Life has not been kind to 17-year-old John (name changed), but he never thought he would one day be forced to carry decomposed bodies lying on railway tracks to post-mortem chambers.
Not only does the teen carry the bodies, he also cuts them, exposes the organs for examination by
doctors and finally takes the bodies for cremation or burial.
What’s more, John, who hails from Goa and made his way to Odisha three years ago, is not the only one doing this.
According to him, he is among the many destitute children living near the railway station in Cuttack whose hands have been forced to handle the bodies and dispose them.
John exposed this unofficial system of handling and disposing bodies when he appeared before the Child Welfare Committee (CWC) in Cuttack, 26km off capital Bhubaneswar, on August 22.
John alleged he was forced to do the job by Government Railway Police (GRP) personnel and even doctors at the SCB Medical College and Hospital, Cuttack.
The teen, who is now in the care of a district administration managed shelter home, said he had disposed of more than 100 bodies. John said refusing to do the job was not an option because GRP personnel would beat them up. The children got Rs. 300-500 per disposal, he added.
The railways have provision for their own staff to dispose of bodies found on tracks and they are paid Rs. 3,000 for each disposal.
John’s revelations have made the CWC initiate a probe.
“We have asked the railways superintendent of police as well as the superintendent of the SCB Medical College and Hospital to initiate inquiries into the matter and submit the report to us within a fortnight,” CWC chairman Bikash Mohapatra told HT on Monday. “We have also formed a separate committee to probe the matter independently.”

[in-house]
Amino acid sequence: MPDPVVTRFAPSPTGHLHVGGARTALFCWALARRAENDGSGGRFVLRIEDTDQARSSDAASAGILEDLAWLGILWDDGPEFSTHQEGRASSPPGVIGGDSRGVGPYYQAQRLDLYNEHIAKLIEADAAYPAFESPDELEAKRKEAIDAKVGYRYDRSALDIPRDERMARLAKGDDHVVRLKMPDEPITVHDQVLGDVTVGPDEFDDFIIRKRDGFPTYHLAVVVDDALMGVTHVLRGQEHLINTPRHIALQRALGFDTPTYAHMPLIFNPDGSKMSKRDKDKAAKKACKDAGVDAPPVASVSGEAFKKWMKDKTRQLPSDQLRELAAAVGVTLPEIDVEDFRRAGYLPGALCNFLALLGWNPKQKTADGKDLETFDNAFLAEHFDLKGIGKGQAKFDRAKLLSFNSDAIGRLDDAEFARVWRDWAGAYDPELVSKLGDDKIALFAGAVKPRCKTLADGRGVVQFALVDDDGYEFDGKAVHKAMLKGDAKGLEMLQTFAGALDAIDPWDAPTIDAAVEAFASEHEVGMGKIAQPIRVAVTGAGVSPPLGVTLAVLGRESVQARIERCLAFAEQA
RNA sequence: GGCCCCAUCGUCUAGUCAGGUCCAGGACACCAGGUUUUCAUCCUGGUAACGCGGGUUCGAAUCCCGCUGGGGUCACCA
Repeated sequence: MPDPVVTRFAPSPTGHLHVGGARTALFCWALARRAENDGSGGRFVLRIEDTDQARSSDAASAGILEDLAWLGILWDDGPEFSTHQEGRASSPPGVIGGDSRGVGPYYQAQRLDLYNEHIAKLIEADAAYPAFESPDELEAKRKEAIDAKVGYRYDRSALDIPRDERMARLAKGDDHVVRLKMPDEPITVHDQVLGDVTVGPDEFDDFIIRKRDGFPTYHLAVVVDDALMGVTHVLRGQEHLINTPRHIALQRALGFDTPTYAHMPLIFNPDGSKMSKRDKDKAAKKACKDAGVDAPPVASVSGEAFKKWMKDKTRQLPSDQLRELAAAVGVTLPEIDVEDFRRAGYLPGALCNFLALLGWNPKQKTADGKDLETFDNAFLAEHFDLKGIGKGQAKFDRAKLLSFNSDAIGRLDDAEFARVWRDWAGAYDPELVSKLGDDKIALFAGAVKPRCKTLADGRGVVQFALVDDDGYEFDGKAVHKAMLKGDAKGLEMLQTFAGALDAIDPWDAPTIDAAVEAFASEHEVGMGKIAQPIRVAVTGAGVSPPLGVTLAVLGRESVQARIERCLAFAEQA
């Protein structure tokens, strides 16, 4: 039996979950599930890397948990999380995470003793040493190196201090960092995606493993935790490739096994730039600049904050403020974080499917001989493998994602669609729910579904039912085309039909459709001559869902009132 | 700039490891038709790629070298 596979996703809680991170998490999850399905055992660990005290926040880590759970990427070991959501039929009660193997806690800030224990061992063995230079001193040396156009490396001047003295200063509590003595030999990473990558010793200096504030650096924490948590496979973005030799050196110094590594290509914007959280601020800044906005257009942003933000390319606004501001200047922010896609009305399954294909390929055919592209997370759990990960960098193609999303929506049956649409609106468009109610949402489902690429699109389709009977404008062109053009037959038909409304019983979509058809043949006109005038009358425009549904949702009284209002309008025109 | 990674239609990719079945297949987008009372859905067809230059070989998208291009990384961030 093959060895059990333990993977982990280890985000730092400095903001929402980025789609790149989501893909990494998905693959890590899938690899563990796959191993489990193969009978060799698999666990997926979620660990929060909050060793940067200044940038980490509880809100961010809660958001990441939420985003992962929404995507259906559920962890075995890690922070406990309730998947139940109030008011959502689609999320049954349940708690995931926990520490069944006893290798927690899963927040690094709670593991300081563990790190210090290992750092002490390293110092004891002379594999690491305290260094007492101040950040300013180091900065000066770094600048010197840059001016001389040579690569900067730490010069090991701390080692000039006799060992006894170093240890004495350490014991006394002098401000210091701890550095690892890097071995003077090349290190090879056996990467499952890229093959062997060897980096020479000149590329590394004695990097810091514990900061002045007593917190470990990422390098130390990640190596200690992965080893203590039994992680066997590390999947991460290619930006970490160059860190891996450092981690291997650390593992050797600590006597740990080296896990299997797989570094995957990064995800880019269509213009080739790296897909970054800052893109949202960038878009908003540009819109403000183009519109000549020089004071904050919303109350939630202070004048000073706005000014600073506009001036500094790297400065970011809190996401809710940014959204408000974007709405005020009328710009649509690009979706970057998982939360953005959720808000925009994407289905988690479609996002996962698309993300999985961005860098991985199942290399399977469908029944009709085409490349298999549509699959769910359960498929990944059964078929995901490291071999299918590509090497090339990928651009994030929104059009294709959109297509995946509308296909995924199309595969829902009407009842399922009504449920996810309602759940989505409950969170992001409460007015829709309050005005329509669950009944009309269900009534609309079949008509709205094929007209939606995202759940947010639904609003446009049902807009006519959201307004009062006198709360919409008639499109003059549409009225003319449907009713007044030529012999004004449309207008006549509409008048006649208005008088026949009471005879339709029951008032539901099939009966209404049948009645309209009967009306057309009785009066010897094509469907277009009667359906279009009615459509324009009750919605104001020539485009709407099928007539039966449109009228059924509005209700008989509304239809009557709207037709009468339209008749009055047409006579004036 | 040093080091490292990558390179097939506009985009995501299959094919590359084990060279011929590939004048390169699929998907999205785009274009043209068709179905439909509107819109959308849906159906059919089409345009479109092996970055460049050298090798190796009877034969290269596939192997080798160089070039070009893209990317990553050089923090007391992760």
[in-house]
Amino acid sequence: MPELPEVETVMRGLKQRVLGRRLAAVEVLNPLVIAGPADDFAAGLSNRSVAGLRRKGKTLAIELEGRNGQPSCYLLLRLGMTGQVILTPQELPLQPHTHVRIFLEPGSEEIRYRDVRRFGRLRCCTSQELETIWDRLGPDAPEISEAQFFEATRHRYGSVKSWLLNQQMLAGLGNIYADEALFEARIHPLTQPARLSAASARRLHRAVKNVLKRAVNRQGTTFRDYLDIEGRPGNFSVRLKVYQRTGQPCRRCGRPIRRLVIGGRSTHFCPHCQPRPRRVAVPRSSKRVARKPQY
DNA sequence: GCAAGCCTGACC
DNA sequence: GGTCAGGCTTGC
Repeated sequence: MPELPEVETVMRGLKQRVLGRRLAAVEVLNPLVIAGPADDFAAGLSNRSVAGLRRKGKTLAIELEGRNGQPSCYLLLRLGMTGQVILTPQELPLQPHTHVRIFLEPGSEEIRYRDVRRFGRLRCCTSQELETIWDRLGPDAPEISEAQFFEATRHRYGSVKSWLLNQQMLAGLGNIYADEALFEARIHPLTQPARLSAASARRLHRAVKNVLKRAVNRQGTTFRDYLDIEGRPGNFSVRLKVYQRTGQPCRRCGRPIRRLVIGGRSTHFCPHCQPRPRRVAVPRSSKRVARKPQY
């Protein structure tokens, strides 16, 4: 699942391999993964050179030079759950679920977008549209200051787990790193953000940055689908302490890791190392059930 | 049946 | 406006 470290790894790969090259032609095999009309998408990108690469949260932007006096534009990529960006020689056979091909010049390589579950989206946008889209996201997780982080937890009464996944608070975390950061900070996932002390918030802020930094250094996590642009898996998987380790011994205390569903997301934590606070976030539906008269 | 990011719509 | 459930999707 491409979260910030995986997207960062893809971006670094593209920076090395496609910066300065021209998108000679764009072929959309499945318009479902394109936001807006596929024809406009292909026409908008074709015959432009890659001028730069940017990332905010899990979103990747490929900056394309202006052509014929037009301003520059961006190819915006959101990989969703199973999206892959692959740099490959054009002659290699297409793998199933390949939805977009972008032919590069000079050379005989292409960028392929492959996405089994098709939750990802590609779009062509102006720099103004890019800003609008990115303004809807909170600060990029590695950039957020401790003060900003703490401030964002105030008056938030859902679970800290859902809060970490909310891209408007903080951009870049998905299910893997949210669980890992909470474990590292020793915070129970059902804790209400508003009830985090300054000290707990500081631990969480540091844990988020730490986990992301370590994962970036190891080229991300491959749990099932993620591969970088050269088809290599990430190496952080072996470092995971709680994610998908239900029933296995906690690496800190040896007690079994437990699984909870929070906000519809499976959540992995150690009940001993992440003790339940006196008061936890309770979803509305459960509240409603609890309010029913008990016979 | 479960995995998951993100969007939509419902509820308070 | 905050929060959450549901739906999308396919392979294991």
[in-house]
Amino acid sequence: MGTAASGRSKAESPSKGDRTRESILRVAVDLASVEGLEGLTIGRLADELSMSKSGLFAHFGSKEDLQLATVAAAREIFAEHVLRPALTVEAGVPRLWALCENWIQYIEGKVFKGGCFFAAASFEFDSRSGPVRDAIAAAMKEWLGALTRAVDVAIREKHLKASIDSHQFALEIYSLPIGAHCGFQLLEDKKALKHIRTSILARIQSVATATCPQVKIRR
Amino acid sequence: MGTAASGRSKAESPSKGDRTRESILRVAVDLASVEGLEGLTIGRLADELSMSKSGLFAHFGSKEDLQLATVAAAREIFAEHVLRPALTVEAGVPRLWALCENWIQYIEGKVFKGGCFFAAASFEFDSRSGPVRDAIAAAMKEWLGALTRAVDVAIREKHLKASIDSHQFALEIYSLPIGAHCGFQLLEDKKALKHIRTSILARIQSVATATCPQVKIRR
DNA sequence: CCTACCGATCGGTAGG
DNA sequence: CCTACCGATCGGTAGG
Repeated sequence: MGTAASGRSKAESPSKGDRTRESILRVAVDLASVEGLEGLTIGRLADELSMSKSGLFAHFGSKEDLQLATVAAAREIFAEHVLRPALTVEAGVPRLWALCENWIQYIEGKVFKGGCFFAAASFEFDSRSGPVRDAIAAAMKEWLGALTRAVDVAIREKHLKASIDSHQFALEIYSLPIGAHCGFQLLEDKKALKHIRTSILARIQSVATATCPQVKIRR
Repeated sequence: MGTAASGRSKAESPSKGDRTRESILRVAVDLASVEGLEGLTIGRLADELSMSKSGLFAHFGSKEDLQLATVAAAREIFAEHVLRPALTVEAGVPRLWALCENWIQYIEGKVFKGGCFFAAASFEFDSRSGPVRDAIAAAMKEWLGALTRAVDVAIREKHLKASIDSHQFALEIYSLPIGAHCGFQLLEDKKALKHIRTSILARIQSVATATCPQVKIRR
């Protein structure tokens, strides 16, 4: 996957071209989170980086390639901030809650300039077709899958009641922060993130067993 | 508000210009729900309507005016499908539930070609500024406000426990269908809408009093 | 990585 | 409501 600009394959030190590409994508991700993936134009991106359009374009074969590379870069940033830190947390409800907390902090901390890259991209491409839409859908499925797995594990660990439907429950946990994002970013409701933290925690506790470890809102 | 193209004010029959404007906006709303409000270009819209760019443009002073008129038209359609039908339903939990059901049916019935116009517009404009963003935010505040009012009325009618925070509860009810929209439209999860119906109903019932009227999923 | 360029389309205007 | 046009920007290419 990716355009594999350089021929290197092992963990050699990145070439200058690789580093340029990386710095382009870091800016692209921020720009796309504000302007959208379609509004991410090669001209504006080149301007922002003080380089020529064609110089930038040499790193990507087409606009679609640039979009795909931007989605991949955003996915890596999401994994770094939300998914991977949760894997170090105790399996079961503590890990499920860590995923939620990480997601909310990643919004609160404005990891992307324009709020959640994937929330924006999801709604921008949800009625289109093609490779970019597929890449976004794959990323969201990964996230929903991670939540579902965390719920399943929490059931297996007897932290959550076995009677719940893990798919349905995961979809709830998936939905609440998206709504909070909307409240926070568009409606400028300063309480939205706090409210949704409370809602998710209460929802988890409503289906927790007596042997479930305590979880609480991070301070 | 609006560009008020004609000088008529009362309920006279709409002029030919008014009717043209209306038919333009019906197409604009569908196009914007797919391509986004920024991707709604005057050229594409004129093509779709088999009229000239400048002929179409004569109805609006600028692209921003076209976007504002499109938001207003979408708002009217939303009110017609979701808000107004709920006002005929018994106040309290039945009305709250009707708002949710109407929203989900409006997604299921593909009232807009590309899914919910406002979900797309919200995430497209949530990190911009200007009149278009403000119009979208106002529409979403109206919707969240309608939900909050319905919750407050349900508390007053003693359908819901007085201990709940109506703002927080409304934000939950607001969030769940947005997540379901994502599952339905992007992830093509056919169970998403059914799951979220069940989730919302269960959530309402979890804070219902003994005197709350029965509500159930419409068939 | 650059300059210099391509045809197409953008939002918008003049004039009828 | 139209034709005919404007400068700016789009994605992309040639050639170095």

A GRP official said they had already initiated an inquiry into the matter. He did not want to be named.
P Rath, superintendent of the SCB Medical College and Hospital, expressed shock over the nature of John’s revelations. “The hospital has its own attendants to carry bodies to the post-mortem room. But the allegations are serious, we will inquire.”
The CWC’s recommendations to the government for action will be made after going through the reports. In the meantime, the CWC has written to Odisha director general of police Sanjiv Marik to probe the cycle of engaging children in post-mortem work and disposal of bodies.
As per the provisions of the Juvenile Justice Act, 2000, the CWC has the same power as a metropolitan magistrate or a judicial magistrate of the first class.
The CWC has been overseeing a special drive initiated by the Cuttack district administration since July 26 to rescue destitute children from the railway station areas and rehabilitate them.
At least 24 children have been rescued so far and 14 of them have been sent to drug de-addiction centres.
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